During Jesus' life and after his Ascension to heaven, his disciples anointed and laid hands on those were sick in order to heal them. Share this brief timeline of the Sacrament of the Anointing of the Sick from the third century forward.
ca. 215: The Apostolic Tradition of Hippolytus described how at Mass, a bishop blessed the oil of the sick (olive or another plant oil), praying that the oil would bring strength to all anointed with it. Christians regarded their blessed oil as an especially effective remedy and a sign of God’s presence.
ca. 416: Pope Innocent I described in a letter how blessed oil was used for the Sacrament of the Anointing of the Sick.
428: St. Cyril of Alexandria warned Christians not to turn to pagan magicians and sorcerers when they were sick. Instead, they were to turn to God’s healing through the bishop and presbyters of the Church.
1551: The Council of Trent affirmed that “only priests (bishops and presbyters) are ministers of the Anointing of the Sick” (CCC, 1516).
1965: The Second Vatican Council wrote that “‘Extreme Unction,’ which may also and more fittingly be called ‘Anointing of the Sick,’ is not a sacrament intended only for those who are at the point of death. . . . [A]s soon as any of the faithful begins to be in danger of death from sickness or old age, this is already a suitable time for them to receive this sacrament.” (Sacrosanctum Concilium, 73)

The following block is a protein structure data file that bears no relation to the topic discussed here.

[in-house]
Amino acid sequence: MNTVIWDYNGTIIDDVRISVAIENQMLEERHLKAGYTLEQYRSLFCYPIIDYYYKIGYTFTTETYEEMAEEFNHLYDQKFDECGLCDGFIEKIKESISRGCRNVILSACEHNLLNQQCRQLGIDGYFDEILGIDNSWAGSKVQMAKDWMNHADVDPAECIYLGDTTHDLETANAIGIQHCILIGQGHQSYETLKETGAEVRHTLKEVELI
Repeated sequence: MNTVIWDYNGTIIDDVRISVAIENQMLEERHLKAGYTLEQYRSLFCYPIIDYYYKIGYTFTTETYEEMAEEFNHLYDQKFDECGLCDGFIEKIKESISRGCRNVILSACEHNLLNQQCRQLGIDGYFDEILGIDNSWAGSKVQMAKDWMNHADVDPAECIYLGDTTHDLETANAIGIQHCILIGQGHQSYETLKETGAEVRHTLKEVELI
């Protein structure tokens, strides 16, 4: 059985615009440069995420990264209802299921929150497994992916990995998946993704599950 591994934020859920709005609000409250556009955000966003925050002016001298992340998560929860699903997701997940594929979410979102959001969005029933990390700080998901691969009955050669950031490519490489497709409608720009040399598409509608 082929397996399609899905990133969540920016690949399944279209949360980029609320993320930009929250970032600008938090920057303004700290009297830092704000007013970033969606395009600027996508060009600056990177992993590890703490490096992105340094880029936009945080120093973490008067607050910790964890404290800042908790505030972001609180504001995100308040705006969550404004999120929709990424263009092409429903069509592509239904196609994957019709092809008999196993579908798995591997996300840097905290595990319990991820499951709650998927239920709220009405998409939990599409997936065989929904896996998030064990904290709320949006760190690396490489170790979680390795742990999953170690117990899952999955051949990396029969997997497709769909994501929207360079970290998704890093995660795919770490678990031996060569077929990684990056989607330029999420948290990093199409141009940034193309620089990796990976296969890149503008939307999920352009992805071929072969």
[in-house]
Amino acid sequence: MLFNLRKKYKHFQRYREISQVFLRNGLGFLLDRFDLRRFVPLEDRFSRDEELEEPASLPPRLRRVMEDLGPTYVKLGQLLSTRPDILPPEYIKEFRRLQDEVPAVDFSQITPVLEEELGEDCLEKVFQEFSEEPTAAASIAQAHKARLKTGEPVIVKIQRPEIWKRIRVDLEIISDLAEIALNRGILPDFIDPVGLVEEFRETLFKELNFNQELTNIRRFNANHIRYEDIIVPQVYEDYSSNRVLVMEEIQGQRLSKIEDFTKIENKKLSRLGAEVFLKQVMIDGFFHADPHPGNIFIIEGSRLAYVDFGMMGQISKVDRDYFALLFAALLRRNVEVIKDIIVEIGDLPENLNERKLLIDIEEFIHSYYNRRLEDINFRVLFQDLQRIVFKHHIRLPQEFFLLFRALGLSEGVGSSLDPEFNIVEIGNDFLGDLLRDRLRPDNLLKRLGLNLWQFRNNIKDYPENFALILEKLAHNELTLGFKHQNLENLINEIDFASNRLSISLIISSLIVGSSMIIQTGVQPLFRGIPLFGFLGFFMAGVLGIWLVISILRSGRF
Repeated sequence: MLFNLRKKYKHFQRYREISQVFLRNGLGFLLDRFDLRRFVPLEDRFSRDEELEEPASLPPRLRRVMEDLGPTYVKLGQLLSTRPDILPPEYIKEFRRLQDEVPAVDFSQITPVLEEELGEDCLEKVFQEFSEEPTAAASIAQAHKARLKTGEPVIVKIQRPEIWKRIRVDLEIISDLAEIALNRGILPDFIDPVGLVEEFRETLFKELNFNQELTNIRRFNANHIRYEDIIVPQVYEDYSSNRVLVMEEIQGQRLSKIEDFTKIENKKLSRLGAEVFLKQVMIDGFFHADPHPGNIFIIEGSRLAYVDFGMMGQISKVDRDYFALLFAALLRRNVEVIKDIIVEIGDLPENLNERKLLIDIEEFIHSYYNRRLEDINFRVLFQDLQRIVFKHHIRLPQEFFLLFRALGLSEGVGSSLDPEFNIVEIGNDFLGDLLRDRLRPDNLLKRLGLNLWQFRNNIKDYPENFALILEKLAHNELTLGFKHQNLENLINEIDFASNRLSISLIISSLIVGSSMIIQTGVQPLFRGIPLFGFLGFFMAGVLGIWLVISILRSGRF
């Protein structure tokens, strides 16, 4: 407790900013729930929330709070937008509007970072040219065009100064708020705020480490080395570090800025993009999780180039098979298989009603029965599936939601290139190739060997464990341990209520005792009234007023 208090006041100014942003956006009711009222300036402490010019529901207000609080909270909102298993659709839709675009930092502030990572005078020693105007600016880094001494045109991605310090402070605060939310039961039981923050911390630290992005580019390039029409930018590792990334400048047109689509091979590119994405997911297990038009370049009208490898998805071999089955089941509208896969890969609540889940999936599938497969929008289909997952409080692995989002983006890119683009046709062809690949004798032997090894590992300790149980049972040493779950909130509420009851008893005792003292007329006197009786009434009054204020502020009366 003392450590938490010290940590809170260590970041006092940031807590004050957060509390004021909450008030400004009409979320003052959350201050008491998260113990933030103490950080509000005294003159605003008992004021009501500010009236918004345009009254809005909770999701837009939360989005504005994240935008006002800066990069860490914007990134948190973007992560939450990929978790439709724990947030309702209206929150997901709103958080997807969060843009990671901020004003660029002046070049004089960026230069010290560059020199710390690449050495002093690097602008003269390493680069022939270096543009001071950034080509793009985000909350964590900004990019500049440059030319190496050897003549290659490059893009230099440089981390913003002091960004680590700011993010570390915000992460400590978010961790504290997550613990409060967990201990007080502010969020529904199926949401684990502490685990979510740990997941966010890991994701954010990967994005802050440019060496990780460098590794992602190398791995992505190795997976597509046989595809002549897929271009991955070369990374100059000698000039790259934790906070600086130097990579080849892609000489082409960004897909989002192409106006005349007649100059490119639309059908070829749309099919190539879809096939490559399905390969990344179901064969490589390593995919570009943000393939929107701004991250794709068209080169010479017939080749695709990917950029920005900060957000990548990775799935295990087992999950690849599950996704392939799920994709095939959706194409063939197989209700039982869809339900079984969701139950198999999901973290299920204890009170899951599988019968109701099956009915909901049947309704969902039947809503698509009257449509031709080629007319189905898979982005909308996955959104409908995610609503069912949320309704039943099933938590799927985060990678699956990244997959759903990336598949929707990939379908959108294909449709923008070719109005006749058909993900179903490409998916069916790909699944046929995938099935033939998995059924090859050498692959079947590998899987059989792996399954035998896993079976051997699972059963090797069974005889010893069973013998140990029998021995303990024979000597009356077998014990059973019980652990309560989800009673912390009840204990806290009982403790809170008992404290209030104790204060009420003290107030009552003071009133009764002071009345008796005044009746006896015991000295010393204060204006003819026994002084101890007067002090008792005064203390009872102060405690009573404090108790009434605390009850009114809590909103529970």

- Define oil of the sick and Extreme Unction.
- Research and write a two-page report on one or more religious communities whose primary apostolate is to care for the sick and suffering.
- Interview a doctor, nurse, or someone in the medical field. Ask his or her opinion on the role of the the Spirit and prayer in the healing process. Write a one-page report detailing the results of the interview.